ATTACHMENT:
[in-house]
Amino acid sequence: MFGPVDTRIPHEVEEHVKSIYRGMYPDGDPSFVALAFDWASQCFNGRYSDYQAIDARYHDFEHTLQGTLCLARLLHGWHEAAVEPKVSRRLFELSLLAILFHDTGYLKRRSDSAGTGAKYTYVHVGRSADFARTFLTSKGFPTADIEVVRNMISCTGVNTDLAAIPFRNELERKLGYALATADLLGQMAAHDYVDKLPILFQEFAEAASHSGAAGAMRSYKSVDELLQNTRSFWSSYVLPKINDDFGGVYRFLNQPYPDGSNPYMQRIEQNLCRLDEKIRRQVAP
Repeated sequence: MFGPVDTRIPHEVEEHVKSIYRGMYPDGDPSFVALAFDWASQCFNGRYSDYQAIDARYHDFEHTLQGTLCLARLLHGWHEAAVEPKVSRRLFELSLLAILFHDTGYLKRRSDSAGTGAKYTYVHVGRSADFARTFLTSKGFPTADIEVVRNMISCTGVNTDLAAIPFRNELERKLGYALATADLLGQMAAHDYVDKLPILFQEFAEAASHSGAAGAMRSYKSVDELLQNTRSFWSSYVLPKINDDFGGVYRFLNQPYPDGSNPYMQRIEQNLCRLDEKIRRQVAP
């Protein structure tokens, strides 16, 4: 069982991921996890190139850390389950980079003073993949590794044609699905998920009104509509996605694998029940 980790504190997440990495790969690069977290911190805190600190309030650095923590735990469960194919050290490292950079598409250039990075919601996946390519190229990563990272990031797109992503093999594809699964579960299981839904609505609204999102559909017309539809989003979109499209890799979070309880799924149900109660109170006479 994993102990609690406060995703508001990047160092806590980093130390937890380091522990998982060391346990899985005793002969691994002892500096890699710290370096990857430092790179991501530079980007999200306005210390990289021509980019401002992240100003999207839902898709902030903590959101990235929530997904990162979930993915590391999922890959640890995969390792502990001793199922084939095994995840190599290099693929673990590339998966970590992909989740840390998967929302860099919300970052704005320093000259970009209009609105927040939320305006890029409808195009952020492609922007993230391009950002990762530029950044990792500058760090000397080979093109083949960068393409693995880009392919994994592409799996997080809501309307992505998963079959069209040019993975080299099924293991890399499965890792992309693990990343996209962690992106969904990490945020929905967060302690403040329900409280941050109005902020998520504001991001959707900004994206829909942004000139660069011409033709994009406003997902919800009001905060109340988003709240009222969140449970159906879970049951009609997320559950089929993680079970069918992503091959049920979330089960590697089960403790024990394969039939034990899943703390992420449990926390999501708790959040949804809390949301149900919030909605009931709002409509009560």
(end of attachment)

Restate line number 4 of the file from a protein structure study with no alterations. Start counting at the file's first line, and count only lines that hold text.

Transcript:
């Protein structure tokens, strides 16, 4: 069982991921996890190139850390389950980079003073993949590794044609699905998920009104509509996605694998029940 980790504190997440990495790969690069977290911190805190600190309030650095923590735990469960194919050290490292950079598409250039990075919601996946390519190229990563990272990031797109992503093999594809699964579960299981839904609505609204999102559909017309539809989003979109499209890799979070309880799924149900109660109170006479 994993102990609690406060995703508001990047160092806590980093130390937890380091522990998982060391346990899985005793002969691994002892500096890699710290370096990857430092790179991501530079980007999200306005210390990289021509980019401002992240100003999207839902898709902030903590959101990235929530997904990162979930993915590391999922890959640890995969390792502990001793199922084939095994995840190599290099693929673990590339998966970590992909989740840390998967929302860099919300970052704005320093000259970009209009609105927040939320305006890029409808195009952020492609922007993230391009950002990762530029950044990792500058760090000397080979093109083949960068393409693995880009392919994994592409799996997080809501309307992505998963079959069209040019993975080299099924293991890399499965890792992309693990990343996209962690992106969904990490945020929905967060302690403040329900409280941050109005902020998520504001991001959707900004994206829909942004000139660069011409033709994009406003997902919800009001905060109340988003709240009222969140449970159906879970049951009609997320559950089929993680079970069918992503091959049920979330089960590697089960403790024990394969039939034990899943703390992420449990926390999501708790959040949804809390949301149900919030909605009931709002409509009560």